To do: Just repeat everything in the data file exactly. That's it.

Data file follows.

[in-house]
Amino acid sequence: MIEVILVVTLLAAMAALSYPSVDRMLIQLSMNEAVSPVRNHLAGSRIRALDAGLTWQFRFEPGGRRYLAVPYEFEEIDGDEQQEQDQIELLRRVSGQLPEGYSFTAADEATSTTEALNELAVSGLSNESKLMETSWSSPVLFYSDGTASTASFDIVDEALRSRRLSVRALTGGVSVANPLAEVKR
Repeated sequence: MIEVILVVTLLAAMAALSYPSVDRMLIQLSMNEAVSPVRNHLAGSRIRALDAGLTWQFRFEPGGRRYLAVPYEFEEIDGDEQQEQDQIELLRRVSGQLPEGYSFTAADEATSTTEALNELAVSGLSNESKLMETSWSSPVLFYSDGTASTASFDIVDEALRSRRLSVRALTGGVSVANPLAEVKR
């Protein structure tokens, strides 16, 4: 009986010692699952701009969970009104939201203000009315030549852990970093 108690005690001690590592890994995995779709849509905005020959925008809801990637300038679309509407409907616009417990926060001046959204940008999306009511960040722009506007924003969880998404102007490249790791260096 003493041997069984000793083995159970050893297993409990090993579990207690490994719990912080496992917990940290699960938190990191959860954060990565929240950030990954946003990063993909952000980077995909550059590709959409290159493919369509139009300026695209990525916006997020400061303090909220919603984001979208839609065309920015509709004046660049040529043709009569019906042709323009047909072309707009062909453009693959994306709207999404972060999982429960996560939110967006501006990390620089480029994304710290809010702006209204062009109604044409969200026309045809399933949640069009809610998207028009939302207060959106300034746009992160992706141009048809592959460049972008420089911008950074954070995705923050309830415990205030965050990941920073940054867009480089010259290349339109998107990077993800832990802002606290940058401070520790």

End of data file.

[in-house]
Amino acid sequence: MIEVILVVTLLAAMAALSYPSVDRMLIQLSMNEAVSPVRNHLAGSRIRALDAGLTWQFRFEPGGRRYLAVPYEFEEIDGDEQQEQDQIELLRRVSGQLPEGYSFTAADEATSTTEALNELAVSGLSNESKLMETSWSSPVLFYSDGTASTASFDIVDEALRSRRLSVRALTGGVSVANPLAEVKR
Repeated sequence: MIEVILVVTLLAAMAALSYPSVDRMLIQLSMNEAVSPVRNHLAGSRIRALDAGLTWQFRFEPGGRRYLAVPYEFEEIDGDEQQEQDQIELLRRVSGQLPEGYSFTAADEATSTTEALNELAVSGLSNESKLMETSWSSPVLFYSDGTASTASFDIVDEALRSRRLSVRALTGGVSVANPLAEVKR
């Protein structure tokens, strides 16, 4: 009986010692699952701009969970009104939201203000009315030549852990970093 108690005690001690590592890994995995779709849509905005020959925008809801990637300038679309509407409907616009417990926060001046959204940008999306009511960040722009506007924003969880998404102007490249790791260096 003493041997069984000793083995159970050893297993409990090993579990207690490994719990912080496992917990940290699960938190990191959860954060990565929240950030990954946003990063993909952000980077995909550059590709959409290159493919369509139009300026695209990525916006997020400061303090909220919603984001979208839609065309920015509709004046660049040529043709009569019906042709323009047909072309707009062909453009693959994306709207999404972060999982429960996560939110967006501006990390620089480029994304710290809010702006209204062009109604044409969200026309045809399933949640069009809610998207028009939302207060959106300034746009992160992706141009048809592959460049972008420089911008950074954070995705923050309830415990205030965050990941920073940054867009480089010259290349339109998107990077993800832990802002606290940058401070520790």